13 Page: 12 Decision No. 663/11 respective versions of the events from their own independent recollections, and not from a version that was produced through collusion or fabrication. I am also satisfied that the driver s statement that he and the worker did not have any friendship or relationship beyond being coworkers for a period of time, is true, and that the driver would have no reason to fabricate evidence for the benefit of the worker. [51] I have also had regard to an internal Board memorandum, dated May 19, 2009, included in the case materials. The memo reflected a conversation between the Board s CM and the individual who was identified by the driver as the other foreman who completed filling the holes that the worker alleged he could not fill after he hurt his back ( the other foreman ). The memo stated that this other foreman indicated that he could not recall filling holes for the worker at the GR site, and that he could not recall an incident when the worker hurt his back at the site. The individual reported to the CM that had that occurred, he would have remembered it. [52] For the reasons provided above, associated with detail and coherence of the version of events provided by the driver, I attribute significant weight to his evidence. The statement from the other foreman does not provide any details which might prove that the version of events provided by the worker and the driver were untrue. He merely stated that he could not remember filling the holes, or that the worker hurt his back at the time, and that if that had occurred, he would have remembered. As between the viva voce testimony provided by the driver at the hearing, and the statement provided by the other foreman that, simply put, he could not remember the incident, I attribute greater weight to the driver s testimony. [53] I have taken in to account the fact that the worker did not report the GR incident in his Form 6, and that he did not refer to the incident specifically when he initially discussed his accident claim at the Board. He stated that it only became apparent to him that this incident was significant to his low back injury after he discussed the case with his current representative, significantly later in the claim history. Given the nature of the GR incident and its proximity in time to the consultation with his family doctor on November 10, 2006, which ultimately led to his surgery in December 2006, I would have expected that the GR incident would have had a more prominent place in the worker s recollection and his subsequent recounting of his back problems to his physicians and to the Board. [54] Although this point has been an important consideration in my weighing of the evidence in this appeal, it does not cause me to discount the evidence referred to above so as to cause me to conclude that the GR incident did not occur. In my view, it is not implausible that the worker held the view that his back pain was attributable to his general duties with the employer, so that the single incident at the GR site did not stand out in his mind until he discussed his case with his representative. I note that the worker did not generally demonstrate strong powers of recollection in relation to other aspects of the evidence (e.g., he was mistaken about the start date of his employment with the accident employer). [55] I also note that Dr. Adegbite s report dated November 24, 2006, stated that the worker had a marked aggravation of his back pain about one week ago. It is clear, however, that the aggravation occurred more than one week earlier, given that the worker saw his family physician on November 10, In my view, it is probable that the marked aggravation reported by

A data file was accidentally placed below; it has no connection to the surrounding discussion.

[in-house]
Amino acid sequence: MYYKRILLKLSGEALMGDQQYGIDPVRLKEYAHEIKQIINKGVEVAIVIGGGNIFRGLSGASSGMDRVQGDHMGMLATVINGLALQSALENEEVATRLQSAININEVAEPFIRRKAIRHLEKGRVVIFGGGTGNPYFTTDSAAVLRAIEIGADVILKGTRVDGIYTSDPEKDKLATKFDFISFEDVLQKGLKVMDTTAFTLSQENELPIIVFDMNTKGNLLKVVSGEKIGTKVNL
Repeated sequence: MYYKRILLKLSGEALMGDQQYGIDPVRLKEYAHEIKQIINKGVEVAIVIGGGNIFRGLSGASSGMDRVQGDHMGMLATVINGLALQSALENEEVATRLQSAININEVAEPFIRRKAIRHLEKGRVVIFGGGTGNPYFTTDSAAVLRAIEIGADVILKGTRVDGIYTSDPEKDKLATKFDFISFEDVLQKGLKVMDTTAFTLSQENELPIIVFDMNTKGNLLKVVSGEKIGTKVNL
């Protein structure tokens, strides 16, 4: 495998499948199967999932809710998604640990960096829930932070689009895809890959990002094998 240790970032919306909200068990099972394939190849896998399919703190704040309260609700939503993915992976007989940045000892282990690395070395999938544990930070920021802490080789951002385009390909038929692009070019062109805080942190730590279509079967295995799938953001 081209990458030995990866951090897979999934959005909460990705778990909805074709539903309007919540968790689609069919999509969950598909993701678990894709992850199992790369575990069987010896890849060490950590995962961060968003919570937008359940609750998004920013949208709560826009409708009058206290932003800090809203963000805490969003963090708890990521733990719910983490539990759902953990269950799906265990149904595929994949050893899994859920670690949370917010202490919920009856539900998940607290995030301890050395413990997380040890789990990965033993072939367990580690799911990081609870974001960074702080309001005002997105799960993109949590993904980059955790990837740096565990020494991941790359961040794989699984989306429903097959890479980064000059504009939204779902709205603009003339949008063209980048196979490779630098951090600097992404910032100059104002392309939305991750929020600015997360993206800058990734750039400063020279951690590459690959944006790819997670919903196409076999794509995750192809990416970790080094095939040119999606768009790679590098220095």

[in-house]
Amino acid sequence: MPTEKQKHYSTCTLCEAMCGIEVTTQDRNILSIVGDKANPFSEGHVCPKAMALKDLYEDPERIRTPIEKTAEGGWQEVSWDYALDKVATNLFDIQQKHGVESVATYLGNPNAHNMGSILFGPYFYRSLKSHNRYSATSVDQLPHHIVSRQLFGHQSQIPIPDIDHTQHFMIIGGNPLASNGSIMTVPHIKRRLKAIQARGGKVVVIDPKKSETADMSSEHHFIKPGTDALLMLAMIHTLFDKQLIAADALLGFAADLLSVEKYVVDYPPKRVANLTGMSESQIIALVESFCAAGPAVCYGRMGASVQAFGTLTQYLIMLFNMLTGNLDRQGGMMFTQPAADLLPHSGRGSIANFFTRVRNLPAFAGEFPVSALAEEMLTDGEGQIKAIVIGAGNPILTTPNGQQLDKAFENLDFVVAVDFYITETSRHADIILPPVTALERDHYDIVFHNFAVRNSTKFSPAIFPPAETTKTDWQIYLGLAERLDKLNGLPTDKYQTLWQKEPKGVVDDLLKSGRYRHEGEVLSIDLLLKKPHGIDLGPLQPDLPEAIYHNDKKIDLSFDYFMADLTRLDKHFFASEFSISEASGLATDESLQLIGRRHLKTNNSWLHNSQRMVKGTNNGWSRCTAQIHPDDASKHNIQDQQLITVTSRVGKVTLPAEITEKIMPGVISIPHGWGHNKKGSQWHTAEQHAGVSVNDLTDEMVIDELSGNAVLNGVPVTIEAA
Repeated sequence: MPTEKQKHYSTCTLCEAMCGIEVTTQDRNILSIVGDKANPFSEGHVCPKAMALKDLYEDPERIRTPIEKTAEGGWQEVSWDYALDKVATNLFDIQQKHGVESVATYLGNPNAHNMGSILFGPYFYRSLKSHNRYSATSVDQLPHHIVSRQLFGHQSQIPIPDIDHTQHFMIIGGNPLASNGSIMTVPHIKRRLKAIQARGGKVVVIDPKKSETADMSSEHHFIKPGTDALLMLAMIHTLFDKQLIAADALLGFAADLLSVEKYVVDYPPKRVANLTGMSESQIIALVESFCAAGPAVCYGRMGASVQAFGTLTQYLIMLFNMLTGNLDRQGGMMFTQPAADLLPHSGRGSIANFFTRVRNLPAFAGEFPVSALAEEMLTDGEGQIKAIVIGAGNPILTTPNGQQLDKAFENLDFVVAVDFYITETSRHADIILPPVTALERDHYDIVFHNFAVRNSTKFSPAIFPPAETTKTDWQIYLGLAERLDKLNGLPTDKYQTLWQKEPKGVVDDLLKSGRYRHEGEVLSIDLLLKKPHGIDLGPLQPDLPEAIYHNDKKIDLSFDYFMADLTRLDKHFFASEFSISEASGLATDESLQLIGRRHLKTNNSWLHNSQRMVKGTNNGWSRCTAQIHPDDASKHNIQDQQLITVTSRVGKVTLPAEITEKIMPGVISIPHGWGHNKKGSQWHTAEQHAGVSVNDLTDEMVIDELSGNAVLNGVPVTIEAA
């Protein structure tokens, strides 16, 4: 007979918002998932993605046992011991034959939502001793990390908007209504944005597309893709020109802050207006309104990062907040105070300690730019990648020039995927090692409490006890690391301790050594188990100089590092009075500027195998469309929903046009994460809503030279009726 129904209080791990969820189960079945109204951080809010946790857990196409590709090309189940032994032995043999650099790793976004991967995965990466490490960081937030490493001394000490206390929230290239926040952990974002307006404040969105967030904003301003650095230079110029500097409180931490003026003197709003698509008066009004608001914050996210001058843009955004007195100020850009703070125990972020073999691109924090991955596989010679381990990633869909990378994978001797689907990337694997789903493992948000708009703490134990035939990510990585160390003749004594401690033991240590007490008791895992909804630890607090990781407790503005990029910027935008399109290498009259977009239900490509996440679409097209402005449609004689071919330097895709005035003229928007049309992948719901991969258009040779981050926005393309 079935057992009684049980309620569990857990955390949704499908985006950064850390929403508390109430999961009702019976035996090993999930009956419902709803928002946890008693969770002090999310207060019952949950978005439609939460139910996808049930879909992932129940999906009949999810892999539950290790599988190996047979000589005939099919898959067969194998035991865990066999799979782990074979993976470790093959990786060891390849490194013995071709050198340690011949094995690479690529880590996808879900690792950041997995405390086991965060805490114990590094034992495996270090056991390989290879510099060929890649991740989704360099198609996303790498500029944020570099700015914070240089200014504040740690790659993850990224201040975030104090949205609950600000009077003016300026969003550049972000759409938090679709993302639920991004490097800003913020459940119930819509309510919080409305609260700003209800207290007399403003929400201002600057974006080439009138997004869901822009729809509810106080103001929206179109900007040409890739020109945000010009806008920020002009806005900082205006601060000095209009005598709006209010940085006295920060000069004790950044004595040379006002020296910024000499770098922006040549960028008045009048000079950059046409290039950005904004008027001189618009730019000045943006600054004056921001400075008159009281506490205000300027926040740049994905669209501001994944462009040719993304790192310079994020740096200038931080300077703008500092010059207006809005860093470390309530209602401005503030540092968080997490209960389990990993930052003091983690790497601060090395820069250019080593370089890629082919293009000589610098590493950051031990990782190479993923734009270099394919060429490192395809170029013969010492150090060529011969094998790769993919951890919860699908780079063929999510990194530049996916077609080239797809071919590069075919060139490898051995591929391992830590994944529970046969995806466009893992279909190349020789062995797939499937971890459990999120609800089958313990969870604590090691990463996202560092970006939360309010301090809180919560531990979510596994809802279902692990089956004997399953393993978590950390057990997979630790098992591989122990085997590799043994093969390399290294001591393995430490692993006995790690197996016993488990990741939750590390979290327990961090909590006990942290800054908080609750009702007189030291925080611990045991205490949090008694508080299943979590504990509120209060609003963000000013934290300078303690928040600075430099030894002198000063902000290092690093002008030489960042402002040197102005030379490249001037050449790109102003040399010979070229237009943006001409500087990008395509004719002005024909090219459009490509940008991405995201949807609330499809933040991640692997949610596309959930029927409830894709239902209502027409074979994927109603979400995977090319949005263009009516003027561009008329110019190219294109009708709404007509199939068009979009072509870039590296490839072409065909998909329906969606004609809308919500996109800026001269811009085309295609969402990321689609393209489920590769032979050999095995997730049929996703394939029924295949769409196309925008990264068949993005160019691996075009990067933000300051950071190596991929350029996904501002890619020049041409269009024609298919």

14 Page: 13 Decision No. 663/11 Dr. Adegbite occurred a few weeks prior to the November 24, 2006 report, and that this would have been approximately contemporaneous with the timing of the GR incident. [56] I have considered the fact that the worker did not raise the GR incident as a factor affecting his low back condition until relatively late in the claim history. Considering the weight of all of the evidence before me, however, this fact does not cause me to conclude that the GR incident did not occur, or that the worker did not hurt his back at the time of the incident. [57] Accordingly, I find that it is probable that an incident occurred at the GR site in early November 2006, when the worker injured his low back. As noted above, I have also found that the worker performed work between about 2003 and 2006, which involved the worker assuming a bent over posture, standing over the drilled holes and pulling up forcefully on the hose. [58] The case materials included a Medical Discussion Paper on the subject of Back Pain, dated March 1997, prepared for the Appeals Tribunal by Dr. W.R. Harris and Dr. J.F.R. Fleming. The paper also includes an addendum, which is a response, prepared by Dr. Stanley D. Gertzbein, to certain questions posed by the Tribunal s Medical Liaison Officer. The questions that were apparently posed to Dr. Gertzbein are not reproduced, however, in my view, his answers nevertheless provide insight into the issues under appeal in this case. [59] As a starting point, I note that the main body of the paper (on the third page of the paper, at the fifth paragraph under the subheading Aging Change Lumbar Spine ) includes a discussion of disc protrusions, which are also referred to as herniations. This portion of the paper states: Sometimes some fibres of the annulus fibrosis may give way or tear, either spontaneously or from an injury, resulting in back pain. This usually heals in a few weeks with resolution of the pain. However a tear may allow some of the nucleus pulposus to protrude into or even completely through the annulus (called herniation or sequestration )... [60] I refer to this portion of the paper, because it uses the term herniation interchangeably with the term protrusion. I note that, in the report dated November 24, 2006, Dr. Adegbite provided a diagnosis of left L4-5 disc herniation. The portion of the Discussion Paper prepared by Dr. Gertzbein, to which I wish to refer, refers to a disc protrusion. It should be understood that in the context of this case, these terms are interchangeable. [61] In the portion of the paper prepared by Dr. Gertzbein, he begins first by describing the structure of an intervertebral disc, referring to the two main components, namely the annulus fibrosis and the nucleus pulposus. This portion of the paper goes on to discuss the mechanism through which a disc protrusion (or disc herniation ) may be produced. The paper then goes on to discuss the role played by trauma in the development of a disc protrusion, and the extent of the trauma which is necessary to affect an intervertebral disc. These topics are covered in the following excerpt from the paper: By way of background, the intervertebral disc is a rubbery structure located between two vertebral bodies occupying the anterior two-thirds of the cross section of a vertebra. The intervertebral disc lies anterior to the spinal canal and therefore anterior to the nerve roots in the lumbar spine.